Monday, October 23, 2017

We Can't Be Friends ~ Cyndy Etler (earc) review [@SourcebooksFire @cdetler]

We Can't Be Friends: A True Story
Sourcebooks Fire
October 03, 2017
304 pages
add to Goodreads/buy from Book Depository/or Amazon

The companion to The Dead Inside, "[An] unnerving and heartrending memoir" (Publishers Weekly)

This is the story of my return to high school. This is the true story of how I didn't die.

High school sucks for a lot of people. High school extra sucks when you believe, deep in your soul, that every kid in the school is out to get you. I wasn't popular before I got locked up in Straight Inc., the notorious "tough love" program for troubled teens. So it's not like I was walking around thinking everyone liked me.

But when you're psychologically beaten for sixteen months, you start to absorb the lessons. The lessons in Straight were: You are evil. Your peers are evil. Everything is evil except Straight, Inc.

Before long, you're a true believer.

And when you're finally released, sent back into the world, you crave safety. Crave being back in the warehouse. And if you can't be there, you'd rather be dead.
 “This is what happened to my mind and my heart and my soul and my relationship with humanity.”
-Cyndy Etler (Mooresville Weekly article, May 31, 2013*)

Everything that you wanted to hope was going to be okay or fixed or normal after the ending of The Dead Inside for Cyndy Etler's life? We Can't Be Friends shows you just how much it is not.

The present tense narration continues in this follow-up/companion to The Dead Inside. Reading it as if it is currently happening, not something from years ago (even as you know it's in 1989/1990) makes everything that much more real. What's happening is something Cyndy - and you as the reader - are experiencing. You feel one less step removed from things.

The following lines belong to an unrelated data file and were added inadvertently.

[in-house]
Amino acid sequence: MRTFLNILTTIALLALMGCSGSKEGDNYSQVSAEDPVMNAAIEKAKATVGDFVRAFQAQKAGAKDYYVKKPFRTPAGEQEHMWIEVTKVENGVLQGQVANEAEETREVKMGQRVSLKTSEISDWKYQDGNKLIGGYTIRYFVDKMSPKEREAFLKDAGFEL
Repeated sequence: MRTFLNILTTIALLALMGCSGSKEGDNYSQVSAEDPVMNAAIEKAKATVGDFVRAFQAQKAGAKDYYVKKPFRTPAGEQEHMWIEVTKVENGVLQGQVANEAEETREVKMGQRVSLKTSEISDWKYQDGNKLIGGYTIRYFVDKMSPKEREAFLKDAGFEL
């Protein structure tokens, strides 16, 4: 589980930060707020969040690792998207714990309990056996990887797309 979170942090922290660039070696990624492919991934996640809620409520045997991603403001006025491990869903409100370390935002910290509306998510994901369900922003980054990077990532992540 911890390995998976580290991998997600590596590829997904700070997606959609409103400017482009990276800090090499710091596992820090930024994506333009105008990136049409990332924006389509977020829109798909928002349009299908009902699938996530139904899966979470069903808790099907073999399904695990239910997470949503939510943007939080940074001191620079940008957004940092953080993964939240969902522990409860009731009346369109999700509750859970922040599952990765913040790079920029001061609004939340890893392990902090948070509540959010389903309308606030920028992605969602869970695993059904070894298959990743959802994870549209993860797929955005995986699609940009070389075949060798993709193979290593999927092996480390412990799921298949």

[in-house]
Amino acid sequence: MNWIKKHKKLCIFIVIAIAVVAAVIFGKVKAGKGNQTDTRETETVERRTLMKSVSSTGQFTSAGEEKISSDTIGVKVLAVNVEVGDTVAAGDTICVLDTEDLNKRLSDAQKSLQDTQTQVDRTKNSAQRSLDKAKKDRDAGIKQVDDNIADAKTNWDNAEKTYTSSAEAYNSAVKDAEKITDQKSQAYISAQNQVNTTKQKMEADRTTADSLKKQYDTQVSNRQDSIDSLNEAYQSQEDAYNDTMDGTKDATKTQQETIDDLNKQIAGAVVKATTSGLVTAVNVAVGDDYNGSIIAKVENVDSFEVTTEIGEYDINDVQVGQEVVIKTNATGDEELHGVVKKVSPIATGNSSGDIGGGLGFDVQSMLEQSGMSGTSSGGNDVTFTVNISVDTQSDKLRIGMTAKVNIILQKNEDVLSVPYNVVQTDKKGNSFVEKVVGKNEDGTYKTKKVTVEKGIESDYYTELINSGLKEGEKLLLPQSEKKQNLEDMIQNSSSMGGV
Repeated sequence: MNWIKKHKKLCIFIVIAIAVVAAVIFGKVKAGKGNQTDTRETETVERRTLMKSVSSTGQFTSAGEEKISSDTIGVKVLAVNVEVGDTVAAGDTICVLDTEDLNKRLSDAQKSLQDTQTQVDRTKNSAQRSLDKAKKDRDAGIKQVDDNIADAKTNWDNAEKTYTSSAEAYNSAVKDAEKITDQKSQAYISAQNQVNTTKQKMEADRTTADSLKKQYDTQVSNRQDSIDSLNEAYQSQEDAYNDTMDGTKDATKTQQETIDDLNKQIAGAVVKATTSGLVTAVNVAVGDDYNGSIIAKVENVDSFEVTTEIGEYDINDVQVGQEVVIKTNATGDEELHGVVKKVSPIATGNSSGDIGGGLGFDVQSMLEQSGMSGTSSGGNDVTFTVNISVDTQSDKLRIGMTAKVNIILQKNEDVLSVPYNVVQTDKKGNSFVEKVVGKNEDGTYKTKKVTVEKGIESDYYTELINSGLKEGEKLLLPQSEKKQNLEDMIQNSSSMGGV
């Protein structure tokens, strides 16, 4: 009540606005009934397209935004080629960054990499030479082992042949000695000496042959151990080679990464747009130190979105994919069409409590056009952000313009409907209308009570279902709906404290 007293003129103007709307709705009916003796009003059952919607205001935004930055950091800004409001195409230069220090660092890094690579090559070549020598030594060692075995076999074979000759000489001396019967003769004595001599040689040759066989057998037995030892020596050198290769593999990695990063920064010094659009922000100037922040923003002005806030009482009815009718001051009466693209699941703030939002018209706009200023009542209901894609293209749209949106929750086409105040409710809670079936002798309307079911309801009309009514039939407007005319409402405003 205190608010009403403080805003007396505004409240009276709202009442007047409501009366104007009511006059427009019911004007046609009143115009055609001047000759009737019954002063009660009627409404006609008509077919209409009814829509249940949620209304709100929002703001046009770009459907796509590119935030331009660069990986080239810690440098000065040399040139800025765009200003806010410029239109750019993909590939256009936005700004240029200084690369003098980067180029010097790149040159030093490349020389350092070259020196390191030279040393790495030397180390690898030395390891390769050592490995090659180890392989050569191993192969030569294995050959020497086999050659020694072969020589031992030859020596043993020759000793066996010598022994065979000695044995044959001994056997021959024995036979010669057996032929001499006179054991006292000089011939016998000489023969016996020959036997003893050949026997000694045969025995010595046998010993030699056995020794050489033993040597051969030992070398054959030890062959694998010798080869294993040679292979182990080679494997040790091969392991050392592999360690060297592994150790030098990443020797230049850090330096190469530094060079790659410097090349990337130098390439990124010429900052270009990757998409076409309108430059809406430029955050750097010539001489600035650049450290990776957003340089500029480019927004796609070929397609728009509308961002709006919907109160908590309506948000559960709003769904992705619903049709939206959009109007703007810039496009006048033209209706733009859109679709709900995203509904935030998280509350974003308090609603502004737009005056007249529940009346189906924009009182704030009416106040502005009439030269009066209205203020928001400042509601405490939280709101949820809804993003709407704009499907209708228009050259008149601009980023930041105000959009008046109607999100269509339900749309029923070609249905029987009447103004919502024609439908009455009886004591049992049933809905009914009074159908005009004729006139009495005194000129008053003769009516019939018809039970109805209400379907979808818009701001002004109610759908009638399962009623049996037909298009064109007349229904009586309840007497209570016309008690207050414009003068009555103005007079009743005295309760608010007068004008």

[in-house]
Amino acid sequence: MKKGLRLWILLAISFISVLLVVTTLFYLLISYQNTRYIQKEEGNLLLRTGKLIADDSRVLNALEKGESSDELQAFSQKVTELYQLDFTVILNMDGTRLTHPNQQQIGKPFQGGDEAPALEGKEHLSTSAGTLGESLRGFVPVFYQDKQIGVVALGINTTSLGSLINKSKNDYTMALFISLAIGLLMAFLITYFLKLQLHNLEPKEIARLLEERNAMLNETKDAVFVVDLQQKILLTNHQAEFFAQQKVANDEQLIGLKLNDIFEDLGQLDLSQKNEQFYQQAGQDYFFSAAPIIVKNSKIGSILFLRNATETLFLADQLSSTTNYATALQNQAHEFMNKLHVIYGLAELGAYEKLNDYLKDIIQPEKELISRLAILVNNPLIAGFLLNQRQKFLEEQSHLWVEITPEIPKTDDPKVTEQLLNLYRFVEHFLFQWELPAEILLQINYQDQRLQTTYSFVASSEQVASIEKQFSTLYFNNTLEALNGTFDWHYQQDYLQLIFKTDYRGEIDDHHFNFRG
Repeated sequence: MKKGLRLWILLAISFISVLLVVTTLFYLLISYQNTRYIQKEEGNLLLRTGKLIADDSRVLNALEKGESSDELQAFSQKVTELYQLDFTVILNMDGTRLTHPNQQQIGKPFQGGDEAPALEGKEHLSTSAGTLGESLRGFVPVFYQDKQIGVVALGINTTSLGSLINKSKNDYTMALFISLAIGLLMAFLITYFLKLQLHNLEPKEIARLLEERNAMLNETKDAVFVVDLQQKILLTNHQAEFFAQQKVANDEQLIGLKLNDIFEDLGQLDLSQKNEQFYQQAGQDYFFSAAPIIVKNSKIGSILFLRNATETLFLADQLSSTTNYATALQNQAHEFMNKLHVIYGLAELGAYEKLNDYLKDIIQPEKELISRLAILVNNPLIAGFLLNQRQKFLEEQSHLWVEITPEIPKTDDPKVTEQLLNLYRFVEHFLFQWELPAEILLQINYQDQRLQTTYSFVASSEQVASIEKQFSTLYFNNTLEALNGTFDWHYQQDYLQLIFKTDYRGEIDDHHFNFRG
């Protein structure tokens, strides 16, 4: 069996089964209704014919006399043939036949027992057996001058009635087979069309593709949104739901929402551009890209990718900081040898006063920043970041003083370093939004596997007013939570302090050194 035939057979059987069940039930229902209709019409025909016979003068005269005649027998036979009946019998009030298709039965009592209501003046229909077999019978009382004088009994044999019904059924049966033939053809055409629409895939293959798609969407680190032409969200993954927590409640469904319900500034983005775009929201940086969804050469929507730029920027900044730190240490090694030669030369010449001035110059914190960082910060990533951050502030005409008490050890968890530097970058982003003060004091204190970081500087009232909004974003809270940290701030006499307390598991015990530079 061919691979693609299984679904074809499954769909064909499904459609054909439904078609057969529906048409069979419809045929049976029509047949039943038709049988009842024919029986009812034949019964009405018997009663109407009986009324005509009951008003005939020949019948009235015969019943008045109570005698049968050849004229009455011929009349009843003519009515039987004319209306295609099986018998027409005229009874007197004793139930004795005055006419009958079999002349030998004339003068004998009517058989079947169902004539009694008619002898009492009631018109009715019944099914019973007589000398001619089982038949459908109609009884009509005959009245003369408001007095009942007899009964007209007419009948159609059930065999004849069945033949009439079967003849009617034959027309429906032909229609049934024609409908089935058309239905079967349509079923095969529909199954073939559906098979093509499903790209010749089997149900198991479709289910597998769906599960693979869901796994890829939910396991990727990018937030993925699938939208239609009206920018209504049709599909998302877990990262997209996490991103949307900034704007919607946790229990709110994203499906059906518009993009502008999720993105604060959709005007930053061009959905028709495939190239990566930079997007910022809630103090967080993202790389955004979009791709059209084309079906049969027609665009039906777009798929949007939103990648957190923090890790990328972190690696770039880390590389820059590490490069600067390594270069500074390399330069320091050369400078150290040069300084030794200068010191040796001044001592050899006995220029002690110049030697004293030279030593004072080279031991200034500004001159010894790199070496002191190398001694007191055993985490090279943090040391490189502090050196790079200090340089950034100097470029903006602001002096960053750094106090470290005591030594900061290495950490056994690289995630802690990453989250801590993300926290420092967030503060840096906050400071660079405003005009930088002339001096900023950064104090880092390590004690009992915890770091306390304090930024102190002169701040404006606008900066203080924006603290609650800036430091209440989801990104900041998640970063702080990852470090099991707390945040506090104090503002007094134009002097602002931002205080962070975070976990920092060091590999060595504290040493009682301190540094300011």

So, so many times I wanted to ask the people in her life if they really, truly believed what they were saying, what they seemed to think of Cyndy. If they actually thought it was appropriate or remotely logical.  (Though there was one adult I did want to thank or hug or something.)

I appreciated that the author didn't try to just tie a big bow on things and pretend it was all neat and tidy once she left Straight. There is no way to spend sixteen months - especially not as young as the author was - under those circumstances, with that kind of daily treatment and not have it mess with your head. This memoir is incredibly honest and we see all the stupid, misunderstood, painful, confused, naive and needy things she does.

I understood Cyndy's mother even less here than I did in The Dead Inside. Cyndy could have a horribly low opinion of herself, but when people have spent sixteen months convincing you you're 'a druggie whore' and that you're always one step away from slipping back into addiction, it's kind of hard to think you're great. We Can't Be Friends shows you just how much Straight Inc harmed Cyndy Etler (and so many others) but also how much of a difference a few people (or birds, even) can make.

I applaud the author for giving us two such honest, real memoirs. She doesn't shy away from things that might make her look 'bad' and it means we really get the full story, as painful, heartbraking, ahd hopefully, ultimately, hopeful as it is.

*the author originally published her memoir Straightling in 2012

digital review copy received from publisher, via NetGalley

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